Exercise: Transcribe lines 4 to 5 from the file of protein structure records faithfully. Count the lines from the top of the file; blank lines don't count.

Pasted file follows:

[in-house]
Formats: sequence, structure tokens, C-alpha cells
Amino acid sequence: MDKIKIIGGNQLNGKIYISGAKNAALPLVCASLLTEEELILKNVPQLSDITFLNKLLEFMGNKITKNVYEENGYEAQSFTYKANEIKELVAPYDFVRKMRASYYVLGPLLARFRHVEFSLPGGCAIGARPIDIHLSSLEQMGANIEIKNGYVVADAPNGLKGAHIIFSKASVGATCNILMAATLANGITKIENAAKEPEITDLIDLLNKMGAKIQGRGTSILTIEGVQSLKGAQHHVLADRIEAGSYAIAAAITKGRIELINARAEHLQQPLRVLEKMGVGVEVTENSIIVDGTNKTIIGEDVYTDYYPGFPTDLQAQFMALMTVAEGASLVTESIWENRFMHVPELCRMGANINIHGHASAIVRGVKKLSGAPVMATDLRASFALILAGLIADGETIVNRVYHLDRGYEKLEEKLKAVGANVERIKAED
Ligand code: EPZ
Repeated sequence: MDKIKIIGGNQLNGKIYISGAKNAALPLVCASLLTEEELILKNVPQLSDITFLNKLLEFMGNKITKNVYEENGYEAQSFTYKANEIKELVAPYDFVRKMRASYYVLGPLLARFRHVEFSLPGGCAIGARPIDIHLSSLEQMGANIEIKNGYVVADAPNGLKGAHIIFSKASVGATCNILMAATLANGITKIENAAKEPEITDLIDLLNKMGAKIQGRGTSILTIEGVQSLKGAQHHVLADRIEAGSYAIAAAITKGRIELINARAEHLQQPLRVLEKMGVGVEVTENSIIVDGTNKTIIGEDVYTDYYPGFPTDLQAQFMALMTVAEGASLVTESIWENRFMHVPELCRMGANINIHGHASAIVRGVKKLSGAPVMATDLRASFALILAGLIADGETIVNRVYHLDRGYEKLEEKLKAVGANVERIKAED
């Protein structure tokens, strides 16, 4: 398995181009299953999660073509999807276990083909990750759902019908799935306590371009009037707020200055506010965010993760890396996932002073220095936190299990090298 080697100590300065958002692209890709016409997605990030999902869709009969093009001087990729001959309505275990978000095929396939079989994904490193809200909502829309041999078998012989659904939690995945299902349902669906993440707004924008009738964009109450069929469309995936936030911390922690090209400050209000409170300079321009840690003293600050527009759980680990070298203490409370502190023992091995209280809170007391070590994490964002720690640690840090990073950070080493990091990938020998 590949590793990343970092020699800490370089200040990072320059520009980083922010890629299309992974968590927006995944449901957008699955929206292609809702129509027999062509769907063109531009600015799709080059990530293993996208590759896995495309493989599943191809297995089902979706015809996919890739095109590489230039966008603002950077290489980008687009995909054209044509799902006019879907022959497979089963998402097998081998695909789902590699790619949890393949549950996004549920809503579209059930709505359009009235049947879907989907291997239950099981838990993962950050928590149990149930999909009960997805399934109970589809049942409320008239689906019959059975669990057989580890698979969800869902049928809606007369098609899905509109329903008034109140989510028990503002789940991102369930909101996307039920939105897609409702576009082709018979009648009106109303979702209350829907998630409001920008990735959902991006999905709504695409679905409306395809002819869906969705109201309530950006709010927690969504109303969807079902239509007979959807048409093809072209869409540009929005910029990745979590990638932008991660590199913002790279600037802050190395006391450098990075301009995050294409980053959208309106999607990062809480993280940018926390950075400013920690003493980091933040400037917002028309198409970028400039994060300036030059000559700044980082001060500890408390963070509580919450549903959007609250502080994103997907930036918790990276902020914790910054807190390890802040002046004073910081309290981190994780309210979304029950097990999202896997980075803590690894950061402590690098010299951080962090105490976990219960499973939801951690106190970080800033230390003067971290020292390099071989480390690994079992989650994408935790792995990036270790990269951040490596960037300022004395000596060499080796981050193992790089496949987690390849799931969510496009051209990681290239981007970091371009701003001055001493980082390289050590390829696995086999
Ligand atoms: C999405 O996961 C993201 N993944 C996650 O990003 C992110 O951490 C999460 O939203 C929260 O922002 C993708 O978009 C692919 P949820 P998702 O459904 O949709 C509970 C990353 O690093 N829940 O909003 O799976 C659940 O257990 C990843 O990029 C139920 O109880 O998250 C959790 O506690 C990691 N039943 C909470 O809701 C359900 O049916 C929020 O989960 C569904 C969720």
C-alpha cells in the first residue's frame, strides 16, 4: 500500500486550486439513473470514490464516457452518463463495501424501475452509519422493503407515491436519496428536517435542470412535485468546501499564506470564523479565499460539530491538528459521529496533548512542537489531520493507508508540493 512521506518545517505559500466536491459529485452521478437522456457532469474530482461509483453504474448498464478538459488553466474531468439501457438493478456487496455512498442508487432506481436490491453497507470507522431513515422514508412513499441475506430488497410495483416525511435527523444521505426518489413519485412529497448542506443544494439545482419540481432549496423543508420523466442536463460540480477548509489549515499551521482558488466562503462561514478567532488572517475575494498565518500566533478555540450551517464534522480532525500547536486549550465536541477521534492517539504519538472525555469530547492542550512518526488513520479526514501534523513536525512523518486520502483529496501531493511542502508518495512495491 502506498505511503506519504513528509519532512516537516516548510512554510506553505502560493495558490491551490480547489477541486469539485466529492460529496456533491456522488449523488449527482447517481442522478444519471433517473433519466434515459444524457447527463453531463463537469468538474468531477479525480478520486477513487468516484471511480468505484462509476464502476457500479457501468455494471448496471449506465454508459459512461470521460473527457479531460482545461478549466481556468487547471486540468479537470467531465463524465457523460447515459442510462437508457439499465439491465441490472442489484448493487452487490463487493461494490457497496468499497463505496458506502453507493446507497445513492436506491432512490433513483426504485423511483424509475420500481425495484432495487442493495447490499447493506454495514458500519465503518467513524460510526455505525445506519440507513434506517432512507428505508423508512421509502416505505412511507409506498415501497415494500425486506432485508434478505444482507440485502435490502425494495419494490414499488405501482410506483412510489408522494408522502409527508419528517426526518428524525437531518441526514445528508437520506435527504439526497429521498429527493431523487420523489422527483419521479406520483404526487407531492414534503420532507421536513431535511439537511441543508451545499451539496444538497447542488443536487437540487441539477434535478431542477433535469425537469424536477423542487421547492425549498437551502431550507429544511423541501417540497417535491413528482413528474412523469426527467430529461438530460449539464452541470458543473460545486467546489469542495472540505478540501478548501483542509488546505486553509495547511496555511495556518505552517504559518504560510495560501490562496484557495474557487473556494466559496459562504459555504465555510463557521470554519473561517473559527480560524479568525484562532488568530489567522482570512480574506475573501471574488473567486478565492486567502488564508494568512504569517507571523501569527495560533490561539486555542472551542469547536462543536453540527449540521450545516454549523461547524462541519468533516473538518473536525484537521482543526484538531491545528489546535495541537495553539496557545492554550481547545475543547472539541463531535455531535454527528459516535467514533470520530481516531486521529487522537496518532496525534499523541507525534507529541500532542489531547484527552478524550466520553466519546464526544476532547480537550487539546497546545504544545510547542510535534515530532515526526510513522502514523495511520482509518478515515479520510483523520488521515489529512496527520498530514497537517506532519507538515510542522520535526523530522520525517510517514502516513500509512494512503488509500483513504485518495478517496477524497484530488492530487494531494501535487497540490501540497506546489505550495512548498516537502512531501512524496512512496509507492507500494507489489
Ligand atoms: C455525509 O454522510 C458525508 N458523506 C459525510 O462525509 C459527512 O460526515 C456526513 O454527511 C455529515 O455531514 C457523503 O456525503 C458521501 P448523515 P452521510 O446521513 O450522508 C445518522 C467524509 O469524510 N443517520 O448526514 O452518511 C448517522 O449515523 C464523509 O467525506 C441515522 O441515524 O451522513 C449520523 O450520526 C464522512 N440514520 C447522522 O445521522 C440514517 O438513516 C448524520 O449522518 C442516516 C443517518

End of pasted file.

Ligand code: EPZ
Repeated sequence: MDKIKIIGGNQLNGKIYISGAKNAALPLVCASLLTEEELILKNVPQLSDITFLNKLLEFMGNKITKNVYEENGYEAQSFTYKANEIKELVAPYDFVRKMRASYYVLGPLLARFRHVEFSLPGGCAIGARPIDIHLSSLEQMGANIEIKNGYVVADAPNGLKGAHIIFSKASVGATCNILMAATLANGITKIENAAKEPEITDLIDLLNKMGAKIQGRGTSILTIEGVQSLKGAQHHVLADRIEAGSYAIAAAITKGRIELINARAEHLQQPLRVLEKMGVGVEVTENSIIVDGTNKTIIGEDVYTDYYPGFPTDLQAQFMALMTVAEGASLVTESIWENRFMHVPELCRMGANINIHGHASAIVRGVKKLSGAPVMATDLRASFALILAGLIADGETIVNRVYHLDRGYEKLEEKLKAVGANVERIKAED